Hybrid teams need to decide which days are best to work from the office. In this post, we look at the best ways for hybrid teams to coordinate their office time together to maximise impact and output.
Hybrid working is not just about staying home sometimes. Today's hybrid models allow people to choose when they work, how they work, and where they work. People have more flexibility today than ever before which can become a headache for managers trying to effectively organise hybrid teams. How can you manage these teams to ensure there is always some structure in the workplace?
Many people now get to structure their own day to suit their preferred work style. This flexibility opens the doors to the opportunity to go for a lunchtime run, spend time with the kids after school, or work from the local coffee shop for a change of scenery.
While the freedom of choice brings the benefits of health and well-being as well as increased job satisfaction, it has impacted people's ability to plan their work around their colleagues and key stakeholders in the office.
Employees may be working smarter, but companies are having to work harder to keep everybody on the same page. We've put together an easy system to make hybrid work as smooth as possible for people at all levels of every organisation.
How Are Teams Adapting To Hybrid Work?
Working from home has taught us that teams can be effective wherever they are, as long as there is clear communication with definitive boundaries and easy access to support when it's needed.
It’s clear that people are keen for hybrid work to stay as evidenced by data produced by Gallup in 2022, demonstrating the most popular hybrid work schedules of days spent in the office vs at home per week.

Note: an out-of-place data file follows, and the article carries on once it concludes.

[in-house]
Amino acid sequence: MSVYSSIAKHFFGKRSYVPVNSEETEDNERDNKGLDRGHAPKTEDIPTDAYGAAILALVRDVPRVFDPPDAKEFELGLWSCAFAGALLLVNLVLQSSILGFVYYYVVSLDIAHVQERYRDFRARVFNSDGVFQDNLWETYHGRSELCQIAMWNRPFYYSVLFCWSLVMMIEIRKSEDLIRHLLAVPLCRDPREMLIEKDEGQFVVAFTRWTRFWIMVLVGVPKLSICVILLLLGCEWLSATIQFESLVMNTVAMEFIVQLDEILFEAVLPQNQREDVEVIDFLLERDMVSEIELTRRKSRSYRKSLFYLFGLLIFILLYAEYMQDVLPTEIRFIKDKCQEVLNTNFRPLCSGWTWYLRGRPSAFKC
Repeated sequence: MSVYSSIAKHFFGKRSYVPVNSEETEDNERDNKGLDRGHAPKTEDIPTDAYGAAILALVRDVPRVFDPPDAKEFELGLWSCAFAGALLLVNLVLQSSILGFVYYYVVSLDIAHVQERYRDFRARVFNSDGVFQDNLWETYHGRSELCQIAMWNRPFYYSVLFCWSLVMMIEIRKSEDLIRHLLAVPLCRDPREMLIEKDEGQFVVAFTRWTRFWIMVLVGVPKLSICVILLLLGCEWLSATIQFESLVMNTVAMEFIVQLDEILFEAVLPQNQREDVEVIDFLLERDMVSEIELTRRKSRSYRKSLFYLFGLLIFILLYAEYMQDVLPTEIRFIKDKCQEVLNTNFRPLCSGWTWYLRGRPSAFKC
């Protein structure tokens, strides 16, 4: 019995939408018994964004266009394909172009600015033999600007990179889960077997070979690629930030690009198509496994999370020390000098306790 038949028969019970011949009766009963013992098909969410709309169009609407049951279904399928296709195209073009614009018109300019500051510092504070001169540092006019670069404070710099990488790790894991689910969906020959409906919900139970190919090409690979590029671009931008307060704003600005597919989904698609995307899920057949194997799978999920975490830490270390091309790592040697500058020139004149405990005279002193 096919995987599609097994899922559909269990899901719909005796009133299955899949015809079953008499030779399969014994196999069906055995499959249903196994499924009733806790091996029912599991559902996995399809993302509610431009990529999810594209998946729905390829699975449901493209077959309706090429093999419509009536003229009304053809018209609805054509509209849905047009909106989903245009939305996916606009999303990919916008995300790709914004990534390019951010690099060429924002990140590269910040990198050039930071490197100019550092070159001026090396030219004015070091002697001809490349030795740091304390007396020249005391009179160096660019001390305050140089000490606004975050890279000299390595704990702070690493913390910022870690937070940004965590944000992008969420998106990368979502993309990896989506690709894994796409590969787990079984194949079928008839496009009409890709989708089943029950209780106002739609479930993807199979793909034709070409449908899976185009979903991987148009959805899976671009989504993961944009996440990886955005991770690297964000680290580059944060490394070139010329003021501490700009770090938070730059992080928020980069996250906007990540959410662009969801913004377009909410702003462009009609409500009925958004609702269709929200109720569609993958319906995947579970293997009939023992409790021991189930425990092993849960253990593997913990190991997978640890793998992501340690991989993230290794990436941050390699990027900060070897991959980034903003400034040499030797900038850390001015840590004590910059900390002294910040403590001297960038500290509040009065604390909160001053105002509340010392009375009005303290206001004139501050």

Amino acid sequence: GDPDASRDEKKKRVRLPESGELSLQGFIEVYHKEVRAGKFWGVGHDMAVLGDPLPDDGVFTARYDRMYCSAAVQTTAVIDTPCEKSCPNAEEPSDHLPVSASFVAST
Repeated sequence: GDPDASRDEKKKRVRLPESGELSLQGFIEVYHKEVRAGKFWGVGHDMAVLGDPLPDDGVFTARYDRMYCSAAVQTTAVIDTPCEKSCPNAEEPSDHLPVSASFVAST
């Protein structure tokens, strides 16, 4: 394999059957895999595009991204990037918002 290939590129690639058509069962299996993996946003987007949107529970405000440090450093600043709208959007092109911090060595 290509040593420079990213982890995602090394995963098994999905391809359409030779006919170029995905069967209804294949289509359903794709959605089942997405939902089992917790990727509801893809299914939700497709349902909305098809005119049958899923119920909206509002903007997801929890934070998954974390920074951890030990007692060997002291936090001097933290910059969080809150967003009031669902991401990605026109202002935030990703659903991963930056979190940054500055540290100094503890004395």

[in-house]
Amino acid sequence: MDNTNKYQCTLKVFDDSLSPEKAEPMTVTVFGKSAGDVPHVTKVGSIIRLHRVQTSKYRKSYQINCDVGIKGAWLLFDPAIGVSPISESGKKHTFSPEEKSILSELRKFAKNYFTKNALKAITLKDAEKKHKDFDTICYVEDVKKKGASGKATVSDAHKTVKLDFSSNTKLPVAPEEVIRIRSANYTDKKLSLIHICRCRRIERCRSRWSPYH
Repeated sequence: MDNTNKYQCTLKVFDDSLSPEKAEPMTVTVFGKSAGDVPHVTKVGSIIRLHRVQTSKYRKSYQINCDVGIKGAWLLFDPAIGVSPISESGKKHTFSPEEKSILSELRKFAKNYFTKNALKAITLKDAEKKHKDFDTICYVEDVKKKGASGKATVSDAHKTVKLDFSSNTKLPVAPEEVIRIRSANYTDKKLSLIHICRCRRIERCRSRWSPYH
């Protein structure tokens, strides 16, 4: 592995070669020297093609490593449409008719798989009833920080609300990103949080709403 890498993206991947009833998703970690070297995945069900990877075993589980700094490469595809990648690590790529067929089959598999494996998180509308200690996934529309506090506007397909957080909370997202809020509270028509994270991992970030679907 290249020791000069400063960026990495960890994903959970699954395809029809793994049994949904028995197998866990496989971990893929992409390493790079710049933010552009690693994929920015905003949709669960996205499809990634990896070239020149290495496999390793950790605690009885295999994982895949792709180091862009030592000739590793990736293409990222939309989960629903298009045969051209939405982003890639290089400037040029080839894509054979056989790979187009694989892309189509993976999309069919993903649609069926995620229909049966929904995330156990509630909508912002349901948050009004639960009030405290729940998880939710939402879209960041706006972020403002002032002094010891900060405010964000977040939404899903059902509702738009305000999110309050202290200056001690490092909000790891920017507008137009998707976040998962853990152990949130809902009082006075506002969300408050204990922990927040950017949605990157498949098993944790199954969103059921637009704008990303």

51% of employees are keen to spend between two and three days a week at the office. This statistic is sharply at odds with existing hybrid work schedules requiring employees to be on-site either one day per week or four.
How Hybrid Teams Are Adapting
One of the most interesting effects of the workforce transitioning to hybrid work is how teams are using the office. The office is no longer seen as necessary to the working day, and as a result, its purpose has shifted to specific uses i.e. collaboration and relationship building.
Most teams are adapting to hybrid working in the office in one of these three ways:
Teams Are Using The Office For Collaboration
Function plays a big role in team locations. Some people work quietly on their own projects to meet a common goal, while others need to bounce ideas around to get the best results.
Teams are coordinating when they come into the office so that key people are in the office at the same time for maximum productivity. Once the collaboration needs are filled, they can then work from anywhere to complete the work in their own space.
Teams Are Planning Their Work Tasks According To Their Location
Some tasks are easier to do from the office. Teams who work to a fixed location schedule are deciding their work content around when they're going to be in the office.
People are working on collaborative or interaction-heavy tasks from the office, and saving their independent more independent tasks for home. We're also seeing that teams are planning more sociable work for the office, like training.
Teams Are Using Office Days For Featured Experiences